Defenders of the Cuban regime try to paint the "rectification" period as a period when the regime was emphasizing communist principles. The regime's talk about "voluntary labor" and downplaying "material incentives" supposedly indicates moving away from capitalist methods and towards the ideal of working selflessly for the good of society instead of one's own direct benefit. A society moving on the road toward communism would certainly encourage instances of working in a dedicated fashion without regard to personal benefit. At the same time, Marxism recognizes that for the mass of workers to labor without regard for personal benefit, for this to be the rule and not the exception, certain material conditions have to be created. Only to the extent that material abundance is achieved, and society able to provide for the needs of the whole working population, regardless of their personal contribution to the total social output, will the mass of workers lose the habit necessitated by capitalism of expecting direct compensation for every minute worked.

But what was going on in Cuba during "rectification" was something quite different. As we have seen, some of the brigades were basically small business where typical capitalist methods were employed. As for the other brigades, the mere fact that workers volunteered for them does not show that they expected no material benefits for themselves, or their own brigade, in return. It seems that in a good number of cases, the workers simply wanted to get housing for themselves.(8) Given the major housing shortage, this was reasonable enough. But getting housing in return for work is not eschewing material rewards and has nothing in common with communist methods. Moreover, the productivity of a brigade worker figured heavily into how the housing was distributed, a definite material incentive.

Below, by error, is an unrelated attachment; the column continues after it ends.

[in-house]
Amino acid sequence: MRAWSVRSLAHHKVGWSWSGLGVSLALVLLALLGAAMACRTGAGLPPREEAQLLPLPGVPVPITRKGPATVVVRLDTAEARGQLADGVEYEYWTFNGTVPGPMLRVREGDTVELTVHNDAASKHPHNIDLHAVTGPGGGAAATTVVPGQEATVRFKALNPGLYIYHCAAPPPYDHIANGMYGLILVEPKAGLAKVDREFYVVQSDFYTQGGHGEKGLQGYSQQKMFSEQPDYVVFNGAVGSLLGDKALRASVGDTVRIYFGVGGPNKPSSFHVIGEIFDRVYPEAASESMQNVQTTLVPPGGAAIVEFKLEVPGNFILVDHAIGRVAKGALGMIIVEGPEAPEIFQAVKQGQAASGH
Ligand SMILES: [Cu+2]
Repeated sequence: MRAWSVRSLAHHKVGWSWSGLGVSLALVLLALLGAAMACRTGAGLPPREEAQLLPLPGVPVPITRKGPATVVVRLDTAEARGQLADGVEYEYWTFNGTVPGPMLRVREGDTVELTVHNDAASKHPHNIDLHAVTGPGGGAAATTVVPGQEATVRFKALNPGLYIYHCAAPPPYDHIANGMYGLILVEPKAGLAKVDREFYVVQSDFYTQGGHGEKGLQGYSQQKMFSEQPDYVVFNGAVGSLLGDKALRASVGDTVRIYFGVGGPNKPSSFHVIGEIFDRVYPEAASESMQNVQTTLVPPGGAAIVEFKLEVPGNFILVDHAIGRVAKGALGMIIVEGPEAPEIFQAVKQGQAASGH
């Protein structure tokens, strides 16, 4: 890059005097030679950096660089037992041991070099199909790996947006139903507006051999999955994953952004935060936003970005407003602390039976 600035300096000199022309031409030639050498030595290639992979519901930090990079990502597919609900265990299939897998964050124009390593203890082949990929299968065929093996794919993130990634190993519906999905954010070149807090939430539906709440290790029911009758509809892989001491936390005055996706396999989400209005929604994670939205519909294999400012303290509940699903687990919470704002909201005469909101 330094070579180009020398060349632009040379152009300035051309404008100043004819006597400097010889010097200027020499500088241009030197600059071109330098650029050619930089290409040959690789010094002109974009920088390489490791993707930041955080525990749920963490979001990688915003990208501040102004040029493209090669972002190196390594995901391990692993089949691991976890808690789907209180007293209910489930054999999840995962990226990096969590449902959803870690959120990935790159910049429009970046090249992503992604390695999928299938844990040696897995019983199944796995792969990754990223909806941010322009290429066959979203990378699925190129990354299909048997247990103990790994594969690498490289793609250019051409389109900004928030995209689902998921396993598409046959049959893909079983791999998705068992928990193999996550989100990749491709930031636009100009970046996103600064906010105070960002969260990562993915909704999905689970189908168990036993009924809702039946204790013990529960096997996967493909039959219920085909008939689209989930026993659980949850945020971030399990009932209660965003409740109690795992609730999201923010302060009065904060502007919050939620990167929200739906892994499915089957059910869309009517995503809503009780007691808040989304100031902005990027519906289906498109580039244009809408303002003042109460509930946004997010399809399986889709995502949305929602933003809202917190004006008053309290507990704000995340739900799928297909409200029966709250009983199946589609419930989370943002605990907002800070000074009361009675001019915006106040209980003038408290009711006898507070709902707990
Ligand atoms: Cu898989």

In fact, the brigades were emergency measures undertaken by the Cuban rulers to deal with certain crises. Some useful construction got done. But that hardly proves the Cuban regime was revolutionary. In fact, if the extension of such emergency measures became the general policy, this would have not represented a communist policy. It is not merely a question of whether or not the labor was done for personal gain or society's. If a society has to rely on 12-14 hour work days for the bulk of the workers, then it is not a society that can accomplish any of the measures necessary to achieve socialism. It is a society where workers are too worn out to concern themselves with anything but making it through the next day, or revolting against their plight, a condition typical of capitalist society. It is a society that cannot provide the working class the living conditions, time or training that would enable the class to be able to run society. It would mean that governing the new society would fall exclusively to those who were economically and socially better off. Such conditions would tend to indicate a society divided between a ruling class and the ruled.

During "rectification", Cuba was not purging itself of capitalist evils and moving closer to communist methods, but was a state-capitalist society trying some different measures to maintain itself. It used talk about "voluntary" labor much like in the ordinary capitalist countries -- as a way to get the masses to accept austerity. The "non-material" incentives policy of the Castro regime has more in common with Reaganite volunteerism than socialism. "Rectification" not only meant that brigade members worked like dogs. Measures were also taken reducing the conditions of the bulk of the working masses. Besides the already mentioned cuts in rations and the price hikes for necessities, wage-cutting and heavier workloads were imposed on the workers in most sectors.(9) One way this was carried out was raising the "norms" that workers had to achieve before receiving bonus pay. The wage-cutting campaign was carried out with the hypocritical use of communist phrases about avoiding the dangers of wage disparities that could take place through a bonus system. But the attack was not carried out against a handful of very well-off workers, but against the majority of workers who were struggling to get by.(10) Moreover, the idea of chasing bonuses was not ended, but merely made more difficult to achieve. As well, the "model" for this period was the aforementioned production brigades where bonuses were emphasized, and in general, certain limits on how much bonuses could total were eliminated. Likewise, the "left"-sounding words of the regime against the bureaucracy were largely chiding enterprise bosses for not cracking down hard enough against the workers. Anti-bureaucracy rhetoric was also a rationale given for ripping up the labor code.